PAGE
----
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J Physiol. 2017 Jul 1;595(13):4167-4187. doi: 10.1113/JP273948. Epub 2017 Apr 25.

Functional impact of an oculopharyngeal muscular dystrophy mutation in PABPN1.

Author information

1
Department of Biochemistry, Cinvestav-IPN AP 14-740, México City, México.
2
UBIMED FES-Iztacala, National Autonomous University of Mexico, Mexico City, México.
3
Department of Molecular Biology, Cinvestav-IPN AP 14-740, México City, México.
4
Department of Biochemistry, School of Medicine, National Autonomous University of Mexico, Mexico City, México.

Abstract

KEY POINTS:

Mutations in the gene encoding poly(A)-binding protein nuclear 1 (PABPN1) result in oculopharyngeal muscular dystrophy (OPMD). This disease is of late-onset, but the underlying mechanism is unclear. Ca2+ stimulates muscle growth and contraction and, because OPMD courses with muscle atrophy and weakness, we hypothesized that the homeostasis of Ca2+ is altered in this disorder. C2C12 myotubes were transfected with cDNAs encoding either PABPN1 or the PABPN1-17A OPMD mutation. Subsequently, they were investigated concerning not only excitation-contraction coupling (ECC) and intracellular levels of Ca2+ , but also differentiation stage and nuclear structure. PABPN1-17A gave rise to: inhibition of Ca2+ release during ECC, depletion of sarcoplasmic reticulum Ca2+ content, reduced expression of ryanodine receptors, altered nuclear morphology and incapability to stimulate myoblast fusion. PABPN1-17A failed to inhibit ECC in adult muscle fibres, suggesting that its effects are primarily related to muscle regeneration.

ABSTRACT:

Oculopharyngeal muscular dystrophy (OPMD) is linked to mutations in the gene encoding poly(A)-binding protein nuclear 1 (PABPN1). OPMD mutations consist of an expansion of a tract that contains 10 alanines (to 12-17). This disease courses with muscle weakness that begins in adulthood, but the underlying mechanism is unclear. In the present study, we investigated the functional effects of PABPN1 and an OPMD mutation (PABPN1-17A) using myotubes transfected with cDNAs encoding these proteins (GFP-tagged). PABPN1 stimulated myoblast fusion (100%), whereas PABPN1-17A failed to mimic this effect. Additionally, the OPMD mutation markedly altered nuclear morphology; specifically, it led to nuclei with a more convoluted and ovoid shape. Although PABPN1 and PABPN1-17A modified the expression of sarcoplasmic/endoplasmic reticulum Ca2+ -ATPase and calsequestrin, the corresponding changes did not have a clear impact on [Ca2+ ]. Interestingly, neither L-type Ca2+ channels, nor voltage-gated sarcoplasmic reticulum (SR) Ca2+ release (VGCR) was altered by PABPN1. However, PABPN1-17A produced a selective inhibition of VGCR (50%). This effect probably arises from both lower expression of RyR1 and depletion of SR Ca2+ . The latter, however, was not related to inhibition of store-operated Ca2+ entry. Both PABPN1 constructs promoted a moderated decrease in cytosolic [Ca2+ ], which apparently results from down-regulation of excitation-coupled Ca2+ entry. On the other hand, PABPN1-17A did not alter ECC in muscle fibres, suggesting that adult muscle is less prone to developing deleterious effects. These results demonstrate that PABPN1 proteins regulate essential processes during myotube formation and support the notion that OPMD involves disruption of myogenesis, nuclear structure and homeostasis of Ca2+ .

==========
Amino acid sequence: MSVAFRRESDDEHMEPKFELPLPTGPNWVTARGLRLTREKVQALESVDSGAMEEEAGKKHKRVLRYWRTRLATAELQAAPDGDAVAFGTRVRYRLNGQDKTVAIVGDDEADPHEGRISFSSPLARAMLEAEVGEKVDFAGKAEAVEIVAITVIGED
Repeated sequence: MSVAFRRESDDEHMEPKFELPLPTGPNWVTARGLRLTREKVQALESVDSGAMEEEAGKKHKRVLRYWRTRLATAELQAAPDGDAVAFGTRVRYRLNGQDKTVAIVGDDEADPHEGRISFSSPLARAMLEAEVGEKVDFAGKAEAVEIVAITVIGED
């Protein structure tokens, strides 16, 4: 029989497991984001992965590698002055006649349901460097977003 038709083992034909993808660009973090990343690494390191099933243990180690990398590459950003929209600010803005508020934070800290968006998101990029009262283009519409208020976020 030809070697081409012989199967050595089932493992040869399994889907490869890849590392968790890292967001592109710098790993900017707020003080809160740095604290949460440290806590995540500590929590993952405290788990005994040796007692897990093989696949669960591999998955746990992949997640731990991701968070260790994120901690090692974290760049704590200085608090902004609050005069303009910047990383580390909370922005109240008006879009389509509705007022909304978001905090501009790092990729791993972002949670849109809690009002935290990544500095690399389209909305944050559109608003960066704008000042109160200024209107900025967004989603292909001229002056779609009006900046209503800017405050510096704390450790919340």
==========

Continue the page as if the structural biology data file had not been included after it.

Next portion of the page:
KEYWORDS:

calcium channel; excitation-contraction coupling; skeletal muscle

PMID:
28303574
PMCID:
PMC5491860
DOI:
10.1113/JP273948
[Indexed for MEDLINE]
Free PMC Article

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